Philosophically, this is almost everything I want my Flickr account to be right now, but that they are so, so far away from achieving. I signed up for Flickr Pro to have an online backup of all my photos, with the ones I want to share set to ‘Public’ visibility. In the past few years, the internet has moved on, and we now share photos on other stickier social networks. There’s been a fair bit written in the past week about Flickr’s decline as a destination, and it’s because photographers at all levels are getting more views and feedback through Facebook, G+, and even other photo sites like 500px and Smugmug.

Adobe had a go at cloud photos with a product called Carousel that was recently renamed to Revel (why?), but that effort tried to be an entire workflow, with a desktop photo management app that had half-baked Lightroom editing tools built in. Adopting a product like that involves a complete change of tools. Good for beginners, but bad for anyone comfortable with what they have.

Everpix promises to meet us halfway. Use whatever you’re used to, and have all those photos in the cloud, with easy publishing to any and all online destinations through beautiful web and mobile apps. All publishing actions take place between Everpix’s servers and the other web service, so the user experience is simply that of instantaneous uploads. It’s the best of both worlds: backup and effective sharing.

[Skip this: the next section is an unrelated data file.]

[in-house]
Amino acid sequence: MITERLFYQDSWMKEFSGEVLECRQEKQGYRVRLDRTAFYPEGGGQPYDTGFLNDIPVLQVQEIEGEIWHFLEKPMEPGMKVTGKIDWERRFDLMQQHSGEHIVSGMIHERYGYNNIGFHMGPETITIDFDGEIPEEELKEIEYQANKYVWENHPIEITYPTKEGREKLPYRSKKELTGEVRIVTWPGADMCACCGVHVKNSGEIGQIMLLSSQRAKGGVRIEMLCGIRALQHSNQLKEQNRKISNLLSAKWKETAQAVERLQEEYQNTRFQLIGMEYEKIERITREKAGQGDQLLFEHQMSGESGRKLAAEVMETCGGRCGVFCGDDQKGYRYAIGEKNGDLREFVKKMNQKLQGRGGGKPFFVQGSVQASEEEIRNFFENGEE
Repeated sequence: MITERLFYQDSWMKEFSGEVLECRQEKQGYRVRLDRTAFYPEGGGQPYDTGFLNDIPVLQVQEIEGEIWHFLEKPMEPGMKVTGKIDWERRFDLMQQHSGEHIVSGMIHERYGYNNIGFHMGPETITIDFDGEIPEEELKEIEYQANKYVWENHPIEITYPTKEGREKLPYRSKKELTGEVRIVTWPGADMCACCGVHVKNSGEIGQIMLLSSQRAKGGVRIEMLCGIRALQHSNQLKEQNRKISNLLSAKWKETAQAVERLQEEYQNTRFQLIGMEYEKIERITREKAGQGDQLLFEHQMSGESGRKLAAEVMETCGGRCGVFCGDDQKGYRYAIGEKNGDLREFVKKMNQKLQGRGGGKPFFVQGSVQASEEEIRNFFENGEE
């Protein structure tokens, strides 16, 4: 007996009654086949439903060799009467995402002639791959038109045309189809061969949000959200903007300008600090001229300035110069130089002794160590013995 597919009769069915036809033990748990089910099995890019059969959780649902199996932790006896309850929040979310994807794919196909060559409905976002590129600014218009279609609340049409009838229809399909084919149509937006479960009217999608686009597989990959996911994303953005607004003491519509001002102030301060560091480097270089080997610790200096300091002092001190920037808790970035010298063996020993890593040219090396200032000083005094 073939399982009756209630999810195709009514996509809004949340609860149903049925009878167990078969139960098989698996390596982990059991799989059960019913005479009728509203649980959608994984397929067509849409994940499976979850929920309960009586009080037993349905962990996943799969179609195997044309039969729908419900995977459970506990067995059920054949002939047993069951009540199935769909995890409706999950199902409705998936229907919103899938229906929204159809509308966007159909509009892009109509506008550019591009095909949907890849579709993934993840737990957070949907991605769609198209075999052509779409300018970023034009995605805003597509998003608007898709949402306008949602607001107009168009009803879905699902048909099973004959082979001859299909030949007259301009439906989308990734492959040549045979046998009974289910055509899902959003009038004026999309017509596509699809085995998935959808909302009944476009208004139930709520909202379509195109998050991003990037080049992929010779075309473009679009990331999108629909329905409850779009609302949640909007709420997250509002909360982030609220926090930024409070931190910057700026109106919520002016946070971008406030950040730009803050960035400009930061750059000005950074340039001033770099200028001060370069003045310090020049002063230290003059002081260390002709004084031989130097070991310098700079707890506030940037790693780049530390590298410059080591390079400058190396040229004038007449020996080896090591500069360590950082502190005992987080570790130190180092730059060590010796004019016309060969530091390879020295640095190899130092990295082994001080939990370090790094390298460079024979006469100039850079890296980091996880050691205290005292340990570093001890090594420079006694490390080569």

You can tell this is an important facet of the service because one of their core features is “Auto Curation”. Click a button, and the service picks what it thinks are your best photos, with clear faces, even exposure, and other secret sauce traits. Another click, and those are shared online.

More than just disrupting Flickr, it also shows us what Apple’s iCloud Photo Stream could be, but understandably isn’t just yet. Rolling out free, unlimited storage and access to millions of iOS users would test their billion dollar war chest; the inevitable failures, their invaluable credibility. Everpix is a small startup in beta that I’ve decided to entrust with access to all my photos; I’m hoping their pricing structure, when revealed, will be reasonable enough to pay for.

Categories
General

In mobile photography, "Instant takes precedence over Perfect"

1:24:36 PM Ci’en Xu: Was up last night posting Berlin photos.

1:24:51 PM Ci’en Xu: Sometimes it feels like in this day and age, editing is more redundant.

1:25:03 PM Brandon Lee: How do you mean?

1:25:56 PM Ci’en Xu: I remember the days when Flickr was kinda like a big social network, and people were more obsessed about the rules of photography and how you edited them, etc.

1:26:17 PM Ci’en Xu: I guess now with mobile, instant takes precedence over “perfect”.

1:27:06 PM Brandon Lee: Yeah you’re right.

1:27:31 PM Brandon Lee: Which is why I like Mattebox… it kinda makes you feel like getting it right in-camera is important again, and maybe even enough.

1:28:02 PM Brandon Lee: When you leave everything to the phone to do automatically, there’s always the sense that you must insert yourself into the process, and that can only happen in post.

1:28:19 PM Ci’en Xu: But I still like editing, even if just to let you linger on your photos for a little while longer.

 

Categories
Photos

Bintan x Mattebox x Camera+